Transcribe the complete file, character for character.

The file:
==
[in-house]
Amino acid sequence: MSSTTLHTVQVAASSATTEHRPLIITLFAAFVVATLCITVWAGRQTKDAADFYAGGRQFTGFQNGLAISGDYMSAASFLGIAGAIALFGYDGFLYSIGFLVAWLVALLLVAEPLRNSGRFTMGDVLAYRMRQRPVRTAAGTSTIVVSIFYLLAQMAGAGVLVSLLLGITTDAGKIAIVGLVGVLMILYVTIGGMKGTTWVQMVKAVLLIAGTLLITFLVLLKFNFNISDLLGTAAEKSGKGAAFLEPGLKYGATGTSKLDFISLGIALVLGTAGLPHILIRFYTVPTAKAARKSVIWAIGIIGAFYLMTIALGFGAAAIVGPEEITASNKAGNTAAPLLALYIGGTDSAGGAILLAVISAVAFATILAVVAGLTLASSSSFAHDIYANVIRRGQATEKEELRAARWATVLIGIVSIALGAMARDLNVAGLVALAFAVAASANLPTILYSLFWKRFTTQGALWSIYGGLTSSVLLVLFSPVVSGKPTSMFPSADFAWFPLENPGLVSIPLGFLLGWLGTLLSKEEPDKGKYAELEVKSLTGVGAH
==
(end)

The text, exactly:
[in-house]
Amino acid sequence: MSSTTLHTVQVAASSATTEHRPLIITLFAAFVVATLCITVWAGRQTKDAADFYAGGRQFTGFQNGLAISGDYMSAASFLGIAGAIALFGYDGFLYSIGFLVAWLVALLLVAEPLRNSGRFTMGDVLAYRMRQRPVRTAAGTSTIVVSIFYLLAQMAGAGVLVSLLLGITTDAGKIAIVGLVGVLMILYVTIGGMKGTTWVQMVKAVLLIAGTLLITFLVLLKFNFNISDLLGTAAEKSGKGAAFLEPGLKYGATGTSKLDFISLGIALVLGTAGLPHILIRFYTVPTAKAARKSVIWAIGIIGAFYLMTIALGFGAAAIVGPEEITASNKAGNTAAPLLALYIGGTDSAGGAILLAVISAVAFATILAVVAGLTLASSSSFAHDIYANVIRRGQATEKEELRAARWATVLIGIVSIALGAMARDLNVAGLVALAFAVAASANLPTILYSLFWKRFTTQGALWSIYGGLTSSVLLVLFSPVVSGKPTSMFPSADFAWFPLENPGLVSIPLGFLLGWLGTLLSKEEPDKGKYAELEVKSLTGVGAH